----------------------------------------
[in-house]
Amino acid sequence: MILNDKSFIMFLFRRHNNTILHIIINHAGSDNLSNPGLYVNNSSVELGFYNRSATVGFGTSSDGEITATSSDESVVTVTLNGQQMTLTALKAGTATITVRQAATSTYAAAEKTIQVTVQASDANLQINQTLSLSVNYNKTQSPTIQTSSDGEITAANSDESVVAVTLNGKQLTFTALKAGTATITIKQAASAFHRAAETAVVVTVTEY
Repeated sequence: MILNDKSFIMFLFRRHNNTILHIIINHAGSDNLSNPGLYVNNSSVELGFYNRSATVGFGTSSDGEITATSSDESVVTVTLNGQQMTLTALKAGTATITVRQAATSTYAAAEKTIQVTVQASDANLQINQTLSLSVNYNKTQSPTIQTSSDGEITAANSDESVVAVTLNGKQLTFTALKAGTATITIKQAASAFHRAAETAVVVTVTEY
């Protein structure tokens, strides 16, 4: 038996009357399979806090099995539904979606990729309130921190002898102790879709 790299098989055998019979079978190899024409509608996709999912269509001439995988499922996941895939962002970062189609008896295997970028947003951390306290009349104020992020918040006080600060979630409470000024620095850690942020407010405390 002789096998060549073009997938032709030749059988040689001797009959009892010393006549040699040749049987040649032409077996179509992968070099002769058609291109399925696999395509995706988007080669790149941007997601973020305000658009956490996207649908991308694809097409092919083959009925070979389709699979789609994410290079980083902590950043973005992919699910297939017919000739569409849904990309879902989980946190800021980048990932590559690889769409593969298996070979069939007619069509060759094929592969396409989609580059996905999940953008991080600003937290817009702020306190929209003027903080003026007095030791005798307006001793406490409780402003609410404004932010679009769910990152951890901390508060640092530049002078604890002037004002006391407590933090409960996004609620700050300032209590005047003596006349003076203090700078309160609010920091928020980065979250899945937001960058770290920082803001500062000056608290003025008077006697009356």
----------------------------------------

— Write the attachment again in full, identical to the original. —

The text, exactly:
[in-house]
Amino acid sequence: MILNDKSFIMFLFRRHNNTILHIIINHAGSDNLSNPGLYVNNSSVELGFYNRSATVGFGTSSDGEITATSSDESVVTVTLNGQQMTLTALKAGTATITVRQAATSTYAAAEKTIQVTVQASDANLQINQTLSLSVNYNKTQSPTIQTSSDGEITAANSDESVVAVTLNGKQLTFTALKAGTATITIKQAASAFHRAAETAVVVTVTEY
Repeated sequence: MILNDKSFIMFLFRRHNNTILHIIINHAGSDNLSNPGLYVNNSSVELGFYNRSATVGFGTSSDGEITATSSDESVVTVTLNGQQMTLTALKAGTATITVRQAATSTYAAAEKTIQVTVQASDANLQINQTLSLSVNYNKTQSPTIQTSSDGEITAANSDESVVAVTLNGKQLTFTALKAGTATITIKQAASAFHRAAETAVVVTVTEY
């Protein structure tokens, strides 16, 4: 038996009357399979806090099995539904979606990729309130921190002898102790879709 790299098989055998019979079978190899024409509608996709999912269509001439995988499922996941895939962002970062189609008896295997970028947003951390306290009349104020992020918040006080600060979630409470000024620095850690942020407010405390 002789096998060549073009997938032709030749059988040689001797009959009892010393006549040699040749049987040649032409077996179509992968070099002769058609291109399925696999395509995706988007080669790149941007997601973020305000658009956490996207649908991308694809097409092919083959009925070979389709699979789609994410290079980083902590950043973005992919699910297939017919000739569409849904990309879902989980946190800021980048990932590559690889769409593969298996070979069939007619069509060759094929592969396409989609580059996905999940953008991080600003937290817009702020306190929209003027903080003026007095030791005798307006001793406490409780402003609410404004932010679009769910990152951890901390508060640092530049002078604890002037004002006391407590933090409960996004609620700050300032209590005047003596006349003076203090700078309160609010920091928020980065979250899945937001960058770290920082803001500062000056608290003025008077006697009356």